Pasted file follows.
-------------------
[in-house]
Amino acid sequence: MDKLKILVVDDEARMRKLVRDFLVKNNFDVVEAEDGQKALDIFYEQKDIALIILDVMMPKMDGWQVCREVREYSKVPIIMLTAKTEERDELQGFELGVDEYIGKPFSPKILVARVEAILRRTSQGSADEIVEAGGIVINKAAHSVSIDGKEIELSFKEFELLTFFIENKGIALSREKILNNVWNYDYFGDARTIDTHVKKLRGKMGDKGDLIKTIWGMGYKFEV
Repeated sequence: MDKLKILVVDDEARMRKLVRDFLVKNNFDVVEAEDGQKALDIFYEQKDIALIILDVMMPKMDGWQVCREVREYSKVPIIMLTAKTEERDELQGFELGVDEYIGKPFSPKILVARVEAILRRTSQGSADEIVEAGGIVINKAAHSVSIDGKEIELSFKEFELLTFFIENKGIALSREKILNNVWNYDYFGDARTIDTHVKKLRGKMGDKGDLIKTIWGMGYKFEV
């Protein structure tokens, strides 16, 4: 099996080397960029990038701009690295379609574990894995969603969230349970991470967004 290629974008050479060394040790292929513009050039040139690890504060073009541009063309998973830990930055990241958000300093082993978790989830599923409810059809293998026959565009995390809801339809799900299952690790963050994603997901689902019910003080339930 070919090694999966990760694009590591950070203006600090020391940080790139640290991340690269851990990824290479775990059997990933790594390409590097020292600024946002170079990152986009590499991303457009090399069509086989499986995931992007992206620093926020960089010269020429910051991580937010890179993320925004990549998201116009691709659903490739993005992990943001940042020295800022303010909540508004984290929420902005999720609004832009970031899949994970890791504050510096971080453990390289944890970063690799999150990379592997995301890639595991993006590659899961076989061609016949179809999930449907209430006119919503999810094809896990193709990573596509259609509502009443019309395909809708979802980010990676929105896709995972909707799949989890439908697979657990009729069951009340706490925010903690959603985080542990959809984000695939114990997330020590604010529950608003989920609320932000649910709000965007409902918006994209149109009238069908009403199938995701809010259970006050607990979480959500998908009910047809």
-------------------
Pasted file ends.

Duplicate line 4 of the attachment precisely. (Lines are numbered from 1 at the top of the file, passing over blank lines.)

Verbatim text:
């Protein structure tokens, strides 16, 4: 099996080397960029990038701009690295379609574990894995969603969230349970991470967004 290629974008050479060394040790292929513009050039040139690890504060073009541009063309998973830990930055990241958000300093082993978790989830599923409810059809293998026959565009995390809801339809799900299952690790963050994603997901689902019910003080339930 070919090694999966990760694009590591950070203006600090020391940080790139640290991340690269851990990824290479775990059997990933790594390409590097020292600024946002170079990152986009590499991303457009090399069509086989499986995931992007992206620093926020960089010269020429910051991580937010890179993320925004990549998201116009691709659903490739993005992990943001940042020295800022303010909540508004984290929420902005999720609004832009970031899949994970890791504050510096971080453990390289944890970063690799999150990379592997995301890639595991993006590659899961076989061609016949179809999930449907209430006119919503999810094809896990193709990573596509259609509502009443019309395909809708979802980010990676929105896709995972909707799949989890439908697979657990009729069951009340706490925010903690959603985080542990959809984000695939114990997330020590604010529950608003989920609320932000649910709000965007409902918006994209149109009238069908009403199938995701809010259970006050607990979480959500998908009910047809």